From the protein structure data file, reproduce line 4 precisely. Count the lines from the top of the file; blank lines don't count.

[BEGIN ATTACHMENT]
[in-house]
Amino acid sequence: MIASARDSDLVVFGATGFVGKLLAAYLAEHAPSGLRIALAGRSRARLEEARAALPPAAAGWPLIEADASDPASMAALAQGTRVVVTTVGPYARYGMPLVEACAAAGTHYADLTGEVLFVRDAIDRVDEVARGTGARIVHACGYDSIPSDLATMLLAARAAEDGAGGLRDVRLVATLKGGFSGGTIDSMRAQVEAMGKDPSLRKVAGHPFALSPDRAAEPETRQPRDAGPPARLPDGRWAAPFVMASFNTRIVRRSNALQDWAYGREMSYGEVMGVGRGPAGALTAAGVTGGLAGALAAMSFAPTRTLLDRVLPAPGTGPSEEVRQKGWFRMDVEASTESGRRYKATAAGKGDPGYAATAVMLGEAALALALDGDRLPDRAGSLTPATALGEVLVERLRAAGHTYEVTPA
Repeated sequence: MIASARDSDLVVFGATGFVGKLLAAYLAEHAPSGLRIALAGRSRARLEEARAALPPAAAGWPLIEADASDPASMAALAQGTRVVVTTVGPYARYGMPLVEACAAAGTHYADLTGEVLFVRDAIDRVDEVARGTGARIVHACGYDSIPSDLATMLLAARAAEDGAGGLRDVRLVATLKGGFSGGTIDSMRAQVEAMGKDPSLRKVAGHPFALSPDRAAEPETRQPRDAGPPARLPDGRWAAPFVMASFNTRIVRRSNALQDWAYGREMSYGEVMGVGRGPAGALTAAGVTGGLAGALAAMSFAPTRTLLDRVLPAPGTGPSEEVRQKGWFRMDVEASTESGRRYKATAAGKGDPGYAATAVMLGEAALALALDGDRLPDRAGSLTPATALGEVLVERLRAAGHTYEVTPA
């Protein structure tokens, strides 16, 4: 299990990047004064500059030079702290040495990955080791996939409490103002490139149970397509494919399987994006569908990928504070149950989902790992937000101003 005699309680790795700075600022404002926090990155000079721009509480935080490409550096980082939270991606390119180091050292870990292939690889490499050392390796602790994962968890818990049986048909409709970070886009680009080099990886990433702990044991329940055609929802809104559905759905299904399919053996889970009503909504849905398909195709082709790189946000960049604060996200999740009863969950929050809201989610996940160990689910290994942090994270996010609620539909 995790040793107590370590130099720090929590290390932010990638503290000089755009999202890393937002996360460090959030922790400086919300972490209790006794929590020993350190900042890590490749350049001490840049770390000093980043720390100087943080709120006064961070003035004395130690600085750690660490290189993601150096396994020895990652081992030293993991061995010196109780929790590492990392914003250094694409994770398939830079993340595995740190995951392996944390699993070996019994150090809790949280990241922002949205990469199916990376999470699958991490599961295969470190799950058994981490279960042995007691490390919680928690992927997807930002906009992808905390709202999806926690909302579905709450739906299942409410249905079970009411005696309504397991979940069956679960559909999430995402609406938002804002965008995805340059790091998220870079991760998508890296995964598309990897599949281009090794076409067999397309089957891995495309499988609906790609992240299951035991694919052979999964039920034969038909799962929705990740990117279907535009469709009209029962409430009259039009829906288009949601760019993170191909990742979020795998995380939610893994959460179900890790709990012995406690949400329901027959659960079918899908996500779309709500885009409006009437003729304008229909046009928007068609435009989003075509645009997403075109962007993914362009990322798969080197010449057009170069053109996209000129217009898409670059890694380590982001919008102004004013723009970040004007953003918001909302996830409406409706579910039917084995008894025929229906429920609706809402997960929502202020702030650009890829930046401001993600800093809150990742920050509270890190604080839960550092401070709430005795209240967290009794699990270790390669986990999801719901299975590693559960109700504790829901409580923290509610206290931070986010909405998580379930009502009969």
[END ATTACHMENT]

């Protein structure tokens, strides 16, 4: 299990990047004064500059030079702290040495990955080791996939409490103002490139149970397509494919399987994006569908990928504070149950989902790992937000101003 005699309680790795700075600022404002926090990155000079721009509480935080490409550096980082939270991606390119180091050292870990292939690889490499050392390796602790994962968890818990049986048909409709970070886009680009080099990886990433702990044991329940055609929802809104559905759905299904399919053996889970009503909504849905398909195709082709790189946000960049604060996200999740009863969950929050809201989610996940160990689910290994942090994270996010609620539909 995790040793107590370590130099720090929590290390932010990638503290000089755009999202890393937002996360460090959030922790400086919300972490209790006794929590020993350190900042890590490749350049001490840049770390000093980043720390100087943080709120006064961070003035004395130690600085750690660490290189993601150096396994020895990652081992030293993991061995010196109780929790590492990392914003250094694409994770398939830079993340595995740190995951392996944390699993070996019994150090809790949280990241922002949205990469199916990376999470699958991490599961295969470190799950058994981490279960042995007691490390919680928690992927997807930002906009992808905390709202999806926690909302579905709450739906299942409410249905079970009411005696309504397991979940069956679960559909999430995402609406938002804002965008995805340059790091998220870079991760998508890296995964598309990897599949281009090794076409067999397309089957891995495309499988609906790609992240299951035991694919052979999964039920034969038909799962929705990740990117279907535009469709009209029962409430009259039009829906288009949601760019993170191909990742979020795998995380939610893994959460179900890790709990012995406690949400329901027959659960079918899908996500779309709500885009409006009437003729304008229909046009928007068609435009989003075509645009997403075109962007993914362009990322798969080197010449057009170069053109996209000129217009898409670059890694380590982001919008102004004013723009970040004007953003918001909302996830409406409706579910039917084995008894025929229906429920609706809402997960929502202020702030650009890829930046401001993600800093809150990742920050509270890190604080839960550092401070709430005795209240967290009794699990270790390669986990999801719901299975590693559960109700504790829901409580923290509610206290931070986010909405998580379930009502009969």